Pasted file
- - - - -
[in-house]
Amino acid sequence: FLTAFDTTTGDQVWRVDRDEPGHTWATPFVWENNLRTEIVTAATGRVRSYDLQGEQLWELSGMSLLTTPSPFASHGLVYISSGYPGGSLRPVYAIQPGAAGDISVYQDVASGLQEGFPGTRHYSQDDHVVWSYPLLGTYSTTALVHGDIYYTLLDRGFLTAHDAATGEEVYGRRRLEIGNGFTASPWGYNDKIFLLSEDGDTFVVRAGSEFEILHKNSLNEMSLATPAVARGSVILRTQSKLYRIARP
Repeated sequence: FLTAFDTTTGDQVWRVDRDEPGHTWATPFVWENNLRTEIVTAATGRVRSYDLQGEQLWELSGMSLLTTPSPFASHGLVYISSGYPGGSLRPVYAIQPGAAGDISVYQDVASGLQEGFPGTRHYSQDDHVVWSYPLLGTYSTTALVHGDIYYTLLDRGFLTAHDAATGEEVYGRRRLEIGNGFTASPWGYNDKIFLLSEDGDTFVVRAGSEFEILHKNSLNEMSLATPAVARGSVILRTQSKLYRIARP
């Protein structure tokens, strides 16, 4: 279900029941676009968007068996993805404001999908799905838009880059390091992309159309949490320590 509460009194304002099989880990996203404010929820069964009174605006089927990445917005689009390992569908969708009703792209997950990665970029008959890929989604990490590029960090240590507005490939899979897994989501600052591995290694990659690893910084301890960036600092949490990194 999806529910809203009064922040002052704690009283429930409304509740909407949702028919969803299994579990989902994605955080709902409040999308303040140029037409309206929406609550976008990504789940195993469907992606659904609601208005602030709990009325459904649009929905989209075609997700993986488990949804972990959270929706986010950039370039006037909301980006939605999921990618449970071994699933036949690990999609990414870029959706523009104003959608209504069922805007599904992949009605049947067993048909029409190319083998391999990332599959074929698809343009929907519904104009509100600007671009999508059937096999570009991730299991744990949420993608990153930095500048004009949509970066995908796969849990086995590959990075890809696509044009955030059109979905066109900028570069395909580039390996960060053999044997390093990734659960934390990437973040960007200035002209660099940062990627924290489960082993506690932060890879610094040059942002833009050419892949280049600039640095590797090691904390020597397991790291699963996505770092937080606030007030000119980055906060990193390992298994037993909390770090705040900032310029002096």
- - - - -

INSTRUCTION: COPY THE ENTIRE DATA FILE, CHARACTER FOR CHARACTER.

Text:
[in-house]
Amino acid sequence: FLTAFDTTTGDQVWRVDRDEPGHTWATPFVWENNLRTEIVTAATGRVRSYDLQGEQLWELSGMSLLTTPSPFASHGLVYISSGYPGGSLRPVYAIQPGAAGDISVYQDVASGLQEGFPGTRHYSQDDHVVWSYPLLGTYSTTALVHGDIYYTLLDRGFLTAHDAATGEEVYGRRRLEIGNGFTASPWGYNDKIFLLSEDGDTFVVRAGSEFEILHKNSLNEMSLATPAVARGSVILRTQSKLYRIARP
Repeated sequence: FLTAFDTTTGDQVWRVDRDEPGHTWATPFVWENNLRTEIVTAATGRVRSYDLQGEQLWELSGMSLLTTPSPFASHGLVYISSGYPGGSLRPVYAIQPGAAGDISVYQDVASGLQEGFPGTRHYSQDDHVVWSYPLLGTYSTTALVHGDIYYTLLDRGFLTAHDAATGEEVYGRRRLEIGNGFTASPWGYNDKIFLLSEDGDTFVVRAGSEFEILHKNSLNEMSLATPAVARGSVILRTQSKLYRIARP
């Protein structure tokens, strides 16, 4: 279900029941676009968007068996993805404001999908799905838009880059390091992309159309949490320590 509460009194304002099989880990996203404010929820069964009174605006089927990445917005689009390992569908969708009703792209997950990665970029008959890929989604990490590029960090240590507005490939899979897994989501600052591995290694990659690893910084301890960036600092949490990194 999806529910809203009064922040002052704690009283429930409304509740909407949702028919969803299994579990989902994605955080709902409040999308303040140029037409309206929406609550976008990504789940195993469907992606659904609601208005602030709990009325459904649009929905989209075609997700993986488990949804972990959270929706986010950039370039006037909301980006939605999921990618449970071994699933036949690990999609990414870029959706523009104003959608209504069922805007599904992949009605049947067993048909029409190319083998391999990332599959074929698809343009929907519904104009509100600007671009999508059937096999570009991730299991744990949420993608990153930095500048004009949509970066995908796969849990086995590959990075890809696509044009955030059109979905066109900028570069395909580039390996960060053999044997390093990734659960934390990437973040960007200035002209660099940062990627924290489960082993506690932060890879610094040059942002833009050419892949280049600039640095590797090691904390020597397991790291699963996505770092937080606030007030000119980055906060990193390992298994037993909390770090705040900032310029002096």